Every couple of months I do a scan for new space-related projects on the crowdfunding sites. Right now you can support projects ranging from space journalism, to amateur and professional research, to outreach projects, to Near Space exploration... to space bacon.
As mainstream media declines, newspapers and broadcasters have cut back on the number of reporters they employ - especially specialists like science writers. (See this Nature article for more) Several science journalists are turning to crowdfunding services to earn money directly from their readers:
- Science writer Elizabeth Howell uses Beacon to report on New Horizon’s fly-by of Pluto. The money she raises will cover travel expenses as she interviews Nasa leadership and scientists working on the space mission.
- Science writer Shannon Hall uses Beacon to report on the search for Earth-like exoplanets. Using her training in both astronomy and journalism, Hall will provide sponsors with monthly articles and critiques of often inaccurate coverage in mainstream media.
- Science writer Bruce Lieberman uses Beacon to fund a series on today’s Golden Age of Astronomy. His interviews and articles will cover the big questions professional astronomers are trying to answer.
- TMRO (formerly spacevidcast) uses Patreon to fund its weekly video podcast. Patrons get shout-outs and advance information about upcoming live shows.
- Frasier Caine uses Patreon to support Universe Today. Patrons get early access to video content and never have to see ads on the Universe Today website.
- New Space website Moonandback wants to transcribe 100 hours of video interviews with space industry leaders. They will donate their fully searchable archive to the Smithsonian Institute's National Air & Space Museum.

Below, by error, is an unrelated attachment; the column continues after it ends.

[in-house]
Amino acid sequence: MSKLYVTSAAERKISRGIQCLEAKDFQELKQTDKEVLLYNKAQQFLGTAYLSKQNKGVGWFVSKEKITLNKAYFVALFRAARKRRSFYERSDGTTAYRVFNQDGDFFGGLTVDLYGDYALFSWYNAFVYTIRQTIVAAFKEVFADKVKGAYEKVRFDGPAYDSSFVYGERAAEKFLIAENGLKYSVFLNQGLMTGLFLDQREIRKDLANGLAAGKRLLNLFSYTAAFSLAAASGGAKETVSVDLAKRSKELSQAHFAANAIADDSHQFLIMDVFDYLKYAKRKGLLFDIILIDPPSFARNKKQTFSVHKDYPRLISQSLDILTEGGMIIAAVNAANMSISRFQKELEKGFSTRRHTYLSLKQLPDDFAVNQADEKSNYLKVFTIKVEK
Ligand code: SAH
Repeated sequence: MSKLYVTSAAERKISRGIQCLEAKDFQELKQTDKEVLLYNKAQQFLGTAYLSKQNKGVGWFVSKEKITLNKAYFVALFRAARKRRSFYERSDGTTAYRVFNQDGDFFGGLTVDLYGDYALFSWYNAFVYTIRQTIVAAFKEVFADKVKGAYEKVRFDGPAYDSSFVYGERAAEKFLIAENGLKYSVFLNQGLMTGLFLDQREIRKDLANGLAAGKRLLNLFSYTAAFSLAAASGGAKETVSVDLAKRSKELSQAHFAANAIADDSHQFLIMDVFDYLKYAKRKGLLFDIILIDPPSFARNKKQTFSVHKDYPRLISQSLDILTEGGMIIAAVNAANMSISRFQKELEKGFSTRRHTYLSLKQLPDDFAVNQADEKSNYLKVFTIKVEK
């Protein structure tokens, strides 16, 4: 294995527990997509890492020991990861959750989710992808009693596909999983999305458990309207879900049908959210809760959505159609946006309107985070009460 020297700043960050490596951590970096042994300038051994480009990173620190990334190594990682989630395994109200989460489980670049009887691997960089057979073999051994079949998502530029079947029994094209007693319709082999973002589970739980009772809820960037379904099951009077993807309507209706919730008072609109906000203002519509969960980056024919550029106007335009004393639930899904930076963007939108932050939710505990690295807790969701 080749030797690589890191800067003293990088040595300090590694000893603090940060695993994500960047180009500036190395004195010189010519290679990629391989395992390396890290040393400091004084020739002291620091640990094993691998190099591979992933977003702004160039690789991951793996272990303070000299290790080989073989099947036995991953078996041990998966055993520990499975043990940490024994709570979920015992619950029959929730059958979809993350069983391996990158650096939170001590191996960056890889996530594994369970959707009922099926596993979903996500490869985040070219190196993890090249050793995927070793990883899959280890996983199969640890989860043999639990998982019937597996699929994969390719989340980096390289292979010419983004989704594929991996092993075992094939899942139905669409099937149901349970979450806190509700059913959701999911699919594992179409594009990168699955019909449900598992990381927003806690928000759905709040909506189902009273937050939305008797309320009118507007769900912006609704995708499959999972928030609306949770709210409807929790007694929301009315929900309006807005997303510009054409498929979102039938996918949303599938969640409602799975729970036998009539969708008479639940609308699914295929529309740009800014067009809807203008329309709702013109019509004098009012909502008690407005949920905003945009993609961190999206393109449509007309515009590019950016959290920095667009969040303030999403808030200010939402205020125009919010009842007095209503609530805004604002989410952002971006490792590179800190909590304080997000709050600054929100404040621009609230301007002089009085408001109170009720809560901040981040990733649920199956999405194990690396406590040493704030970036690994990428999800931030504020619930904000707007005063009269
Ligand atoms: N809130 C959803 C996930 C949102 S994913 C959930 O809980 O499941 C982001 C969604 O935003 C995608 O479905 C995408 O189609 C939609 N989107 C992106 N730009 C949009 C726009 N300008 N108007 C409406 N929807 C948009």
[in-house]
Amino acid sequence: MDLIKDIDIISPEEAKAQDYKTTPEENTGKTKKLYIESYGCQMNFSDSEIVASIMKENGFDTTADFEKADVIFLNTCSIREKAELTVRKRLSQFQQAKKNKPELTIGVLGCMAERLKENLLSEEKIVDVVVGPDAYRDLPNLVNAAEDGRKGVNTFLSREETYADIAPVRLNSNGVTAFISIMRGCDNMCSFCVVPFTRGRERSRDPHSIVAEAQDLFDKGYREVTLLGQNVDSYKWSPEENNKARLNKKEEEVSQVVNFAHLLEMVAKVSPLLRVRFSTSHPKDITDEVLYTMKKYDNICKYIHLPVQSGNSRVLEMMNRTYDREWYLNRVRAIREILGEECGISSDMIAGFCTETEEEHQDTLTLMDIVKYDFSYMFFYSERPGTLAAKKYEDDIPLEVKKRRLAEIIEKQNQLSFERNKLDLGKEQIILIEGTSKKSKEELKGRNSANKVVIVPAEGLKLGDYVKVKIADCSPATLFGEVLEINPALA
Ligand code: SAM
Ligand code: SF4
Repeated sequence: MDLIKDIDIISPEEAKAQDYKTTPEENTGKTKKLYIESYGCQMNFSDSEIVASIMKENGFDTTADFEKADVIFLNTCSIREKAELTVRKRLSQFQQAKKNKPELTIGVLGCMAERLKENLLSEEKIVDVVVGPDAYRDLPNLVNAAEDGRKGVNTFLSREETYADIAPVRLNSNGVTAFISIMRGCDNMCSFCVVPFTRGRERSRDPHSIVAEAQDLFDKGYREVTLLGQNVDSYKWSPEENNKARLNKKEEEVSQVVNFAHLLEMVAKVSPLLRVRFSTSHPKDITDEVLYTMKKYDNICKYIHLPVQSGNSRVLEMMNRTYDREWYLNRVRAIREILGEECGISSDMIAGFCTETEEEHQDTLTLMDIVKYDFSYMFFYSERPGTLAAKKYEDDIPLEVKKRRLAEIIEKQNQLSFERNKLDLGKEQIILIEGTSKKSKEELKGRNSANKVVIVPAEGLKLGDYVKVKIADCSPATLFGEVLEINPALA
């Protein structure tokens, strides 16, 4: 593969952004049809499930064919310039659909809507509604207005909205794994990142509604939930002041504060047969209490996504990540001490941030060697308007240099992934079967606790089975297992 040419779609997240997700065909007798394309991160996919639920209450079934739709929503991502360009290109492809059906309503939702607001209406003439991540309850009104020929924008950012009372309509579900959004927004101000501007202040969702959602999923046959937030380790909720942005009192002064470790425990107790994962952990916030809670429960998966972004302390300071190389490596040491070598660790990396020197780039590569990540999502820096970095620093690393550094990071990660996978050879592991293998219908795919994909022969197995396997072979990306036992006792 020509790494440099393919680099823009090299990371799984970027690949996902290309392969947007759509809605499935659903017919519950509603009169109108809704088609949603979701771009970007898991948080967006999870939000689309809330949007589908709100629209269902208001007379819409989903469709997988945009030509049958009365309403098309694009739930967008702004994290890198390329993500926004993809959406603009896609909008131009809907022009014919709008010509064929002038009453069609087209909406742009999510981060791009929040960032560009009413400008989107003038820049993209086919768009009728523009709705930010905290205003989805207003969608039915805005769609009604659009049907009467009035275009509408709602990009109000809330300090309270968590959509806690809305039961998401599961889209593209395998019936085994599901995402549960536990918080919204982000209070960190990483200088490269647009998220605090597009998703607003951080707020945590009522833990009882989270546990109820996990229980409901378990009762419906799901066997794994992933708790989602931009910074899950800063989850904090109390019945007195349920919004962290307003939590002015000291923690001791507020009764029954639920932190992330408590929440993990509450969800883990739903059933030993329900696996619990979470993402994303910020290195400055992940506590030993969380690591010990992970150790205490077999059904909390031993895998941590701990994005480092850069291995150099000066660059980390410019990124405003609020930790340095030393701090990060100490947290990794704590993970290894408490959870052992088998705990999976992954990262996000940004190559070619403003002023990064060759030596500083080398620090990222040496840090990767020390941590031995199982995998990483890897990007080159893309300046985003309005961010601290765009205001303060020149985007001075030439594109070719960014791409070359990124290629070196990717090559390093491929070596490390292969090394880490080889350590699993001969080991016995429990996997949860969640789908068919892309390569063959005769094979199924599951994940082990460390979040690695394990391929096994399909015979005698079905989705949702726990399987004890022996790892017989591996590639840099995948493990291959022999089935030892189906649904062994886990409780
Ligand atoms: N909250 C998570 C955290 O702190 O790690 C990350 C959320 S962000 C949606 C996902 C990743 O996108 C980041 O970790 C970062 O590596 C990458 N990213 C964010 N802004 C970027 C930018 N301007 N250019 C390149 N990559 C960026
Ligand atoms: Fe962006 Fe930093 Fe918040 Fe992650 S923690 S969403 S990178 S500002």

Amateur and professional scientists increasingly turn to crowdfunding sites to fund their research:
- Undergraduate and graduate students at Northwestern University need money to create TiO2 nanofoams in microgravity. They won a spot in Nasa’s Flight Opportunities Program to conduct microgravity research on a parabolic airplane flight, but need help buying the raw materials for their project.
- Penn State University’s Lunar Lion project needs help funding its entry in the Google Lunar X-Prize. Their RocketHub campaign hopes to fund the construction and testing of their lunar lander prototype.
- An independent researcher needs help funding his research into radiation-resistant plants. He wants to splice DNA from a radiation-resistant fungus into plants to see if it makes the plants more resistant to radiation.
- Amateur astronomer Brian Potter is raising money on RocketHub to fund his variable star research. Rather than struggle with the polluted skies above Detroit, Potter will use the money he raises - along with money of his own - to pay for online telescope services.
Space outreach projects promise to encourage more involvement in space and inspire kids to pursue careers in science and engineering:
- Morgan Johnstone will develop smartphone apps that make astronomy more accessible to the visually impaired. Johnstone himself is legally blind but hasn't let that quench his interest in astronomy.
- The Space Generation Advisory Council wants to send student entrepreneurs to the International Astronautical Conference in Toronto. The students are selected based on papers they write about entrepreneurial and economic aspects of space.
- Australian teacher Anni Hanna wants to send her students to Space Camp at Nasa’s Marshall Space Flight Center. Here Indiegogo campaign will cover travel and registration costs for up to 15 students and 2 teachers.
The earliest crowdfunded space projects were DIY attempts to send cameras, toys, and the occasional science project into Near Space. The tradition continues:
- Dutch high school students want to send their graduation project into Near Space. Their Kickstarter project will fund the remaining expenses to launch their self-designed circuit board into the stratosphere.
- Rockzip Highballoons wants to lower the cost of high-altitude balloon flights. Their Kickstarter project will fund production of their system for student Near Space projects.
- Jordan Berg wants to send a picture of himself and his girlfriend into Near Space.
And in the stand-alone category of everything goes better with bacon:
- Brooklyn’s Bill Brisette wants to be the first person to send bacon into Near Space on a high-altitude balloon.